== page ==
HFT: Speed Isn’t the Problem

There is going to be a hearing on HFT in the Senate.  Senator Jack Reed of Rhode Island (D) will preside.  I have met Jack a number of times and my gut tells me he will run a pretty evenly balanced shop.  I don’t think he has a dog in this fight.

Most of the debate is probably going to center on speed.  Speed is not the problem with high frequency trading. Speed is actually better for markets because information is transmitted faster allowing supply and demand to re-align more efficiently.

The regulators (SEC, CFTC) and exchanges ($NDAQ, $NYX, $ICE, $CME, $CBOE) have created an artificial tiered system of distribution.  Co-location has allowed certain firms to utilize their speed advantage by being closer to the order flow.  It’s not any different than the fat cat local that stood next to the right order filler in the pit.  They saw and heard flow before anyone else.  No surprise they made the most money.

In pit trading, there were a fixed number of order types.  Market, Limit, Stop, Fill or Kill, or Broker’s Discretion (DRT).  There was some flexibility with One order cancels the Other (OCO),  Market on Close, or Stop Close Only restrictions-but the same basic order types ruled the day.  Humans made sense of it all and maintained an orderly market.

The problem with face to face human trading as the world expanded wasn’t the humans or the lack of innovation, it was access.  Electronic trading allowed access to greater numbers of traders and leveled playing fields.  It should increase competition.  Instead, competition has been decreased.  Part of this is due to federal regulations, and part due to exchange policies as well. No surprise, the HFT traders with the best location are making all the money.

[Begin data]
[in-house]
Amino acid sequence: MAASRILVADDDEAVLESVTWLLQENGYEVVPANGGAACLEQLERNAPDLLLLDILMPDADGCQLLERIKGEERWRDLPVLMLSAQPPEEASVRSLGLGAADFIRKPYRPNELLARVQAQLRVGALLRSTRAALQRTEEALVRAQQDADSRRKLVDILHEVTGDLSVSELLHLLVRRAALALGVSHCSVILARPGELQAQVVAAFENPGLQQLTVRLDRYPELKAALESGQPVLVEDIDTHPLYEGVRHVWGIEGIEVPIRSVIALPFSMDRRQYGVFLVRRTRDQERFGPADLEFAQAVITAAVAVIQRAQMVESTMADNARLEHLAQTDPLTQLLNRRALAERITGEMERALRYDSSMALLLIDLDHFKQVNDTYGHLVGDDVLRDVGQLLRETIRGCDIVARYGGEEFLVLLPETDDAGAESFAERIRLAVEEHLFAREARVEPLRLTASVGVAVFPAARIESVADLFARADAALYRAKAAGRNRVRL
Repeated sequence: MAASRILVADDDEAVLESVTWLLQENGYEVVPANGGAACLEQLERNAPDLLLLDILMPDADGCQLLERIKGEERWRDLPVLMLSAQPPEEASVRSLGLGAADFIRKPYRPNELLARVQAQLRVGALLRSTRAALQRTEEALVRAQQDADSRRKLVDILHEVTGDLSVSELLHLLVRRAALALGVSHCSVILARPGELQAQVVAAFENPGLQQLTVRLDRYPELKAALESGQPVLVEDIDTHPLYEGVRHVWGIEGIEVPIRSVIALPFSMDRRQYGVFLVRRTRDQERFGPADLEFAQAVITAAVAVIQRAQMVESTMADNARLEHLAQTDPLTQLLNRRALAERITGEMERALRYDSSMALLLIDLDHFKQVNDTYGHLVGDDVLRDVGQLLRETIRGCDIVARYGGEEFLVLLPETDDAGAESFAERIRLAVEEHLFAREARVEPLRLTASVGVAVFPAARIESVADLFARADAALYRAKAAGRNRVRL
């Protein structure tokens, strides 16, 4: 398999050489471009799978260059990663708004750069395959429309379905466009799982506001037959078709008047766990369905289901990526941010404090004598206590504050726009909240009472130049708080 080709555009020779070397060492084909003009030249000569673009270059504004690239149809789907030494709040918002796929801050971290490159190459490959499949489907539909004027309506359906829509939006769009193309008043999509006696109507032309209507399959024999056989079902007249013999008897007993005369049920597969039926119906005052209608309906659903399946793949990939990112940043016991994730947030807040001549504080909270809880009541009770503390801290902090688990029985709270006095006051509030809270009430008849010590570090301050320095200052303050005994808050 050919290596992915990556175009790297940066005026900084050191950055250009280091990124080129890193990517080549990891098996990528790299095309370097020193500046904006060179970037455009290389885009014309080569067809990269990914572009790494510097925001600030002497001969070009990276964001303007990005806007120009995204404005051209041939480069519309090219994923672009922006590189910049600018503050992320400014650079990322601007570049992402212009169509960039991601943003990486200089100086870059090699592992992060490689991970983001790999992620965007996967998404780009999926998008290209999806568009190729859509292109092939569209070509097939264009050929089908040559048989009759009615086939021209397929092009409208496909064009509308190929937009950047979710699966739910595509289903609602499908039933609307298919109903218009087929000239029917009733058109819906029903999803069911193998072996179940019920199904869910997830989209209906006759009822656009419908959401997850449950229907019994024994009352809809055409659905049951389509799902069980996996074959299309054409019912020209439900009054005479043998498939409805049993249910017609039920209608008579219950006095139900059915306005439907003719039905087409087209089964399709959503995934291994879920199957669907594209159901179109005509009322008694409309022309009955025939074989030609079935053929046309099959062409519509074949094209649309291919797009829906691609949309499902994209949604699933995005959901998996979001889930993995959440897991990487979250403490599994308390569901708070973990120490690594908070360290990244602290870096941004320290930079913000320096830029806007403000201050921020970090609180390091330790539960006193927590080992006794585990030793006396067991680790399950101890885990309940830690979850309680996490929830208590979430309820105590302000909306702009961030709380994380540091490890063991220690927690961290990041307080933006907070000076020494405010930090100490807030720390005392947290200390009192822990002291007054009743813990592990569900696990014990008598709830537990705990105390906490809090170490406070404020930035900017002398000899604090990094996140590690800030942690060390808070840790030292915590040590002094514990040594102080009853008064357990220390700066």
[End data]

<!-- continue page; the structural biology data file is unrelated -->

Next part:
What we see today is a smaller and smaller group of traders pushing more and more of the volume.  There is more total volume, but the breadth of that volume is smaller.  Markets work best when there are infinite numbers of participants competing in one place to discover the best price.  That’s not what we have in electronic marketplaces today.

If you want to see a symptom of the lack of breadth, check out membership prices at exchanges.  If breadth were accelerating and increasing, along with increasing volumes-membership prices would be on the upswing. Owning or leasing a membership allows a trader to save thousands to millions on trading commissions depending on their volume.  Instead, what is happening is membership values are cratering, and lease values are depressed.

Part of the decreased value of membership is the stain Jon Corzine and MF Global put on the industry.  Another piece of the downturn in prices is the Federal Reserve policy of QE forever.  However, if electronic trading were increasing the amount of participants, demand should be increasing, not decreasing and that is not the case.

Instead of focusing on speed, we need to focus on level playing fields.  Eliminate tiered systems and force market participants to interact with each other in one centralized place.  Compete on wits, knowledge, probability theory, charts, or risk assumption-but make it on something other than regulatory or physical location arbitrage.  Because that is the situation today-and long term it hurts the marketplace.

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